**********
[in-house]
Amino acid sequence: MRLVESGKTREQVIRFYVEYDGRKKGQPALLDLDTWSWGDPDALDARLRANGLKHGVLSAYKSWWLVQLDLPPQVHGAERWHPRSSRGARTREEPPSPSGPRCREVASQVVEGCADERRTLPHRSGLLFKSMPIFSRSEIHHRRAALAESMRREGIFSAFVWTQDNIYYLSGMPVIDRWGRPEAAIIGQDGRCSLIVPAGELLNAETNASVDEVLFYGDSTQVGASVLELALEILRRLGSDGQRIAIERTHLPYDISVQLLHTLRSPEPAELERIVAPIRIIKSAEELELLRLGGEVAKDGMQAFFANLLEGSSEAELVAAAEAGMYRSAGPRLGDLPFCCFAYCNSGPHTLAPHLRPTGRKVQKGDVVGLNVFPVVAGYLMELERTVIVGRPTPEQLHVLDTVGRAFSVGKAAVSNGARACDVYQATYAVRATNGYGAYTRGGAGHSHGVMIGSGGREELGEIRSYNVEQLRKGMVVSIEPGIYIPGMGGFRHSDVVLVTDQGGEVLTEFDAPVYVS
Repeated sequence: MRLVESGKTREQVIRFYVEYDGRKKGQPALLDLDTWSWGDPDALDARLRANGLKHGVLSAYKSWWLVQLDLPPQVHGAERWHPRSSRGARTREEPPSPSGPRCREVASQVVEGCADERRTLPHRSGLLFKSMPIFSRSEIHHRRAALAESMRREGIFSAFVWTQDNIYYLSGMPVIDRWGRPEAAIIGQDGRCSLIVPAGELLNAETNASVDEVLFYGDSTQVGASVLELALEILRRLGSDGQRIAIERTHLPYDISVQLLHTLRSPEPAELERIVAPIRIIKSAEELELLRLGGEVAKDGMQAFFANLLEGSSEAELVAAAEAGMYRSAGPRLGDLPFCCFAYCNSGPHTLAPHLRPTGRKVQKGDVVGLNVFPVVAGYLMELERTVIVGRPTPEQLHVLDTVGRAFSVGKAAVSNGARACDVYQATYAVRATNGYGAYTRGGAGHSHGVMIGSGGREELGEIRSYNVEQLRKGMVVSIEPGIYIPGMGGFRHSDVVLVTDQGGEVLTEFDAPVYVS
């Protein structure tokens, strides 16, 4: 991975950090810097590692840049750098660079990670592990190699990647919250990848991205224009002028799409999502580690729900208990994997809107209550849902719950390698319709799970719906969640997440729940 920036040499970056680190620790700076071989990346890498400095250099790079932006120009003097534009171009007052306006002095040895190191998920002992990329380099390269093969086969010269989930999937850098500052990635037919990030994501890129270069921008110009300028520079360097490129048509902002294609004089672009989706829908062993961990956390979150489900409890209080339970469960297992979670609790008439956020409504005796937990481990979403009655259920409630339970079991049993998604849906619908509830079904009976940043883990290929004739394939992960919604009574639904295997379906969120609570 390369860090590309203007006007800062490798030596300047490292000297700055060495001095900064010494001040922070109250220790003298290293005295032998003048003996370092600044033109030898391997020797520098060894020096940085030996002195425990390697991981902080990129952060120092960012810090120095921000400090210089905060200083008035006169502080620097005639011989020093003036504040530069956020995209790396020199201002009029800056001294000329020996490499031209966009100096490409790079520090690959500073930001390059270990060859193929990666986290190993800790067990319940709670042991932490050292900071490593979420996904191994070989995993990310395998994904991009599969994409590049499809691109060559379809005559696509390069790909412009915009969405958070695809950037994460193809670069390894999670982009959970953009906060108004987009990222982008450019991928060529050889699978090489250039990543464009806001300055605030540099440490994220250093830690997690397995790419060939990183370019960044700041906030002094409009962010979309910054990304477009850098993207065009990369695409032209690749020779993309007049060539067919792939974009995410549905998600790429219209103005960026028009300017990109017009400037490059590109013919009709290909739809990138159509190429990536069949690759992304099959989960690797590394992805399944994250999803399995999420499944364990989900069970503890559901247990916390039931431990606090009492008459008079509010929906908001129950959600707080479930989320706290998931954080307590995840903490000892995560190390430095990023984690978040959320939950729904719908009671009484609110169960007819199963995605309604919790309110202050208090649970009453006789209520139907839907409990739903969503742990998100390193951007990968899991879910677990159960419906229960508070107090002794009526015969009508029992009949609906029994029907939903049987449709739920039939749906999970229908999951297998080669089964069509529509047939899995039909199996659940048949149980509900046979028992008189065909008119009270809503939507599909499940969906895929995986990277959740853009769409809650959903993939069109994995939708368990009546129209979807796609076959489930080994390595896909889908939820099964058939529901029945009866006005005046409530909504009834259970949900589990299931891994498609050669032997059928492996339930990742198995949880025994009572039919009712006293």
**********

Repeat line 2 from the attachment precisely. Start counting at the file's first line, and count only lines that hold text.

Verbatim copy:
Amino acid sequence: MRLVESGKTREQVIRFYVEYDGRKKGQPALLDLDTWSWGDPDALDARLRANGLKHGVLSAYKSWWLVQLDLPPQVHGAERWHPRSSRGARTREEPPSPSGPRCREVASQVVEGCADERRTLPHRSGLLFKSMPIFSRSEIHHRRAALAESMRREGIFSAFVWTQDNIYYLSGMPVIDRWGRPEAAIIGQDGRCSLIVPAGELLNAETNASVDEVLFYGDSTQVGASVLELALEILRRLGSDGQRIAIERTHLPYDISVQLLHTLRSPEPAELERIVAPIRIIKSAEELELLRLGGEVAKDGMQAFFANLLEGSSEAELVAAAEAGMYRSAGPRLGDLPFCCFAYCNSGPHTLAPHLRPTGRKVQKGDVVGLNVFPVVAGYLMELERTVIVGRPTPEQLHVLDTVGRAFSVGKAAVSNGARACDVYQATYAVRATNGYGAYTRGGAGHSHGVMIGSGGREELGEIRSYNVEQLRKGMVVSIEPGIYIPGMGGFRHSDVVLVTDQGGEVLTEFDAPVYVS